On the modeling front, the scientists used “density functional theory” (DFT) calculations to analyze the atomic arrangements and other characteristics of the catalysts when interacting with the active chemical environment.
“We are looking at the structures to determine what are the stable phases of the catalyst under reaction conditions,” explained study co-author Ping Liu of Brookhaven’s Chemistry Division who led these calculations. “We are looking at active sites and how these sites are bonding with the reaction intermediates. By determining the barriers, or transition states, from one step to another, we learn exactly how the catalyst is functioning during the reaction.”
X-ray diffraction and x-ray absorption experiments at NSLS-II tracked how the catalysts change physically and chemically during the reactions. For example, synchrotron x-rays revealed how the presence of electric current transforms metallic palladium in the catalyst into palladium hydride, a metal that is key to producing both H2 and CO in the first reaction stage.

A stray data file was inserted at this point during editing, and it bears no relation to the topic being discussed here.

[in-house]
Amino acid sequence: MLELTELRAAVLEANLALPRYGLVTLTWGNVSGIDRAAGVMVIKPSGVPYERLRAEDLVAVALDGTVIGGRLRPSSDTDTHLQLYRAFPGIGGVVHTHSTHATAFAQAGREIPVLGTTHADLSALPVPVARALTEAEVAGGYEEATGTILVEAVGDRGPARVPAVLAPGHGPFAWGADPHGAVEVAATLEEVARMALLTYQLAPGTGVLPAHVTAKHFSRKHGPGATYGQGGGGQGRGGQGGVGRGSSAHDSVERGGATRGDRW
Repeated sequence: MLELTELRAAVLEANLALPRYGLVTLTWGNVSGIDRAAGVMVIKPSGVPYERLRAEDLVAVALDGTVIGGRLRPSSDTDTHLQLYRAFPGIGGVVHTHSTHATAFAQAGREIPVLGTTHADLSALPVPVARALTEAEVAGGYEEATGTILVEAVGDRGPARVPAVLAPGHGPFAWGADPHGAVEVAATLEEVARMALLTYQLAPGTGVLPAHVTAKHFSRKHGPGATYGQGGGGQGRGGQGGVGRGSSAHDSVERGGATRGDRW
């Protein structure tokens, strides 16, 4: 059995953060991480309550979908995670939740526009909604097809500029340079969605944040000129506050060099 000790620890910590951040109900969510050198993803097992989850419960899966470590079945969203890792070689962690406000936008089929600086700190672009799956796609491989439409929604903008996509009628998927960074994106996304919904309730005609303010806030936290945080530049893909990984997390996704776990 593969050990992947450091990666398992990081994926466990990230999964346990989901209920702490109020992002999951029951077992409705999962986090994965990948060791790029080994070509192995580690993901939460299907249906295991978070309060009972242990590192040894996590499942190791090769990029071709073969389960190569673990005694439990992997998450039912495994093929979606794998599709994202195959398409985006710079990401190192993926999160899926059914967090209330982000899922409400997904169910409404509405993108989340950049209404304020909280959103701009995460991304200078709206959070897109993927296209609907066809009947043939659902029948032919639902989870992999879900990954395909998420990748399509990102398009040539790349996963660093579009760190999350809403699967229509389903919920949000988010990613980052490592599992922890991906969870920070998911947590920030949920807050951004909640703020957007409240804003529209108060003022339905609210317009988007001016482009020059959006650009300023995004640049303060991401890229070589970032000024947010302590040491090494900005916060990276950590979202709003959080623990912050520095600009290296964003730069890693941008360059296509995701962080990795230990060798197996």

For the second stage, “We wanted to know what’s the structure of the iron-cobalt system under reaction conditions and how to optimize the iron-cobalt catalyst,” Xie said. The x-ray experiments confirmed that both an alloy of iron and cobalt plus some extra metallic cobalt are present and needed to convert CO to carbon nanofibers.
“The two work together sequentially,” said Liu, whose DFT calculations helped explain the process.
“According to our study, the cobalt-iron sites in the alloy help to break the C-O bonds of carbon monoxide. That makes atomic carbon available to serve as the source for building carbon nanofibers. Then the extra cobalt is there to facilitate the formation of the C-C bonds that link up the carbon atoms,” she explained.
“Transmission electron microscopy (TEM) analysis conducted at CFN revealed the morphologies, crystal structures, and elemental distributions within the carbon nanofibers both with and without catalysts,” said CFN scientist and study co-author Sooyeon Hwang.